Recent research linking cannabis consumption to a range of health risks may increase product liability exposures for the expanding industry.
Insurance coverage for the cannabis sector, which has grown significantly over the past several years as more states legalized the drug, is expanding, experts say.
But policyholders should check their contract language to ensure that potential exposures linked to health concerns are covered, they say.
Some medical studies are showing a correlation between cannabis use and increased risk of cardiovascular disease.
A study by researchers affiliated with Stanford University concluded that frequent, but not occasional, cannabis use was associated with an increased risk of coronary artery disease.
“Compared to never-users, daily cannabis users had an increased odds of developing CAD,” according to an abstract of the study presented at the American College of Cardiology’s Annual Scientific Session held in conjunction with the World Congress of Cardiology.
“A key concern is whether cannabis can trigger a major cardiac or vascular event such as a severe cardiac arrhythmia, heart attack or stroke,” said Ian Stewart, chair of the national cannabis and hemp law practice at Wilson Elser Moskowitz Edelman & Dicker LLP in Los Angeles.
Further research may be needed before the true extent of any exposures is known in greater detail, he said.
Most studies on the cardiovascular risk of cannabis use have been short-term, observational and retrospective, Mr. Stewart said. Long-term, prospective studies that are controlled with product and dose standardization would be more reliable, he said.
The liability insurance market for the cannabis sector is limited in large part due to concerns about insuring an industry that produces a product that is illegal under federal law. The insurance market, though, is expanding and the demand for coverage is increasing.
Managing general underwriter CannGen Insurance Services LLC has seen an uptick in coverage applications from operators such as edibles makers as manufactured products continue to garner additional market share in the cannabis business, said Charles Pyfrom, Livermore, California-based chief marketing officer.
The MGU offers limits up to $5 million for general liability and $10 million for product liability on a separate form, he said.
Coverage language is also changing to reflect newer methods of consumption.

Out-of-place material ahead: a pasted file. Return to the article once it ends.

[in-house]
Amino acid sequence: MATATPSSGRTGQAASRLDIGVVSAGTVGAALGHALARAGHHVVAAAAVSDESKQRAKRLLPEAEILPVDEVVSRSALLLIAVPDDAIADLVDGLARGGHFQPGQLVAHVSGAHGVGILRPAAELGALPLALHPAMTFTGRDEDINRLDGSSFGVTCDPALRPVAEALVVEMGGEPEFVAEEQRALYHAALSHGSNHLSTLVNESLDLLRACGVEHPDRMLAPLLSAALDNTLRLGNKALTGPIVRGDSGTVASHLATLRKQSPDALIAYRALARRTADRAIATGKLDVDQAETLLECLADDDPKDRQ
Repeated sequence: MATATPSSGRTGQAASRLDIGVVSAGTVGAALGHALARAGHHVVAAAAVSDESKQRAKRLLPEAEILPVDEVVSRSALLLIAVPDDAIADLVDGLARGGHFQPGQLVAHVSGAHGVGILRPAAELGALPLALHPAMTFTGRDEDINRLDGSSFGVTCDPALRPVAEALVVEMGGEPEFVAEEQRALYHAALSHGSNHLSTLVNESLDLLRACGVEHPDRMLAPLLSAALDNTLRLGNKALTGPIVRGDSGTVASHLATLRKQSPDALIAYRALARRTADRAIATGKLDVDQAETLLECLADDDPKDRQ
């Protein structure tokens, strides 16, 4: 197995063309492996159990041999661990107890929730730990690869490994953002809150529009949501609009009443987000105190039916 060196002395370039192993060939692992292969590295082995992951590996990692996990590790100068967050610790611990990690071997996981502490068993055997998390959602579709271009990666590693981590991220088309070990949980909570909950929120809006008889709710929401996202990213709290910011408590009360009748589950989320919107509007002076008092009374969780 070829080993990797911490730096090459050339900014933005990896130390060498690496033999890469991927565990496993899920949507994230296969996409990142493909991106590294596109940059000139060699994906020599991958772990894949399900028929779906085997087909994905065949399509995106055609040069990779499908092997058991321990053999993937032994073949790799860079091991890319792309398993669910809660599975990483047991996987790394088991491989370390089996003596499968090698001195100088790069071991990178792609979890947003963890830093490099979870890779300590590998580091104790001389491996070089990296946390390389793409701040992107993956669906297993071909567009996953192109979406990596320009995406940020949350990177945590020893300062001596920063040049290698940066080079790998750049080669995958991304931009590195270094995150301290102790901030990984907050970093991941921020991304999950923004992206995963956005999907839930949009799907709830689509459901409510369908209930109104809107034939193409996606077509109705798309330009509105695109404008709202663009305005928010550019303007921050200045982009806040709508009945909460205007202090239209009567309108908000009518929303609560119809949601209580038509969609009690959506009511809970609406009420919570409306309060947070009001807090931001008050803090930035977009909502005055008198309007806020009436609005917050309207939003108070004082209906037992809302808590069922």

“In the product liability space, we’re seeing people take higher limits of insurance,” as high as $15 million, said Los Angeles-based Brad Rutt, senior vice president and national cannabis practice leader at Hub International Ltd.
Claims are also rising, he said.
“We’re starting to see an uptick in product liability claims. I’ve seen more product liability claims in the past 18 months” than in the previous five years, Mr. Rutt said.
Product liability coverage for cannabis companies varies substantially in terms of contract language and often contains exclusions for conditions that develop over time, such as cancer or cardiovascular disease, he said.
The scope of coverage, wordings and definitions vary among policy forms for cannabis product liability coverage, said Pittsburgh-based Michael H. Sampson, a partner with Leech Tishman Fuscaldo & Lampl LLC, who leads the law firm’s insurance coverage group.
A policyholder should ascertain whether a policy includes a health hazard exclusion, for example, even if it is being called by a different name, he said.
“If you’re not careful, you think you’re getting a policy without a health hazard exclusion, but, as it turns out, it’s just under another name in the policy,” Mr. Sampson said. Policyholders “must understand what they’re getting and what they’re not getting.”
Larger, sophisticated operators in the cannabis sector buy product liability insurance alongside other standard coverages, including property, auto liability and workers compensation, he said. An operator’s annual revenue, the number of states in which it operates and the number of facilities to be covered will all factor into determining limits, he said.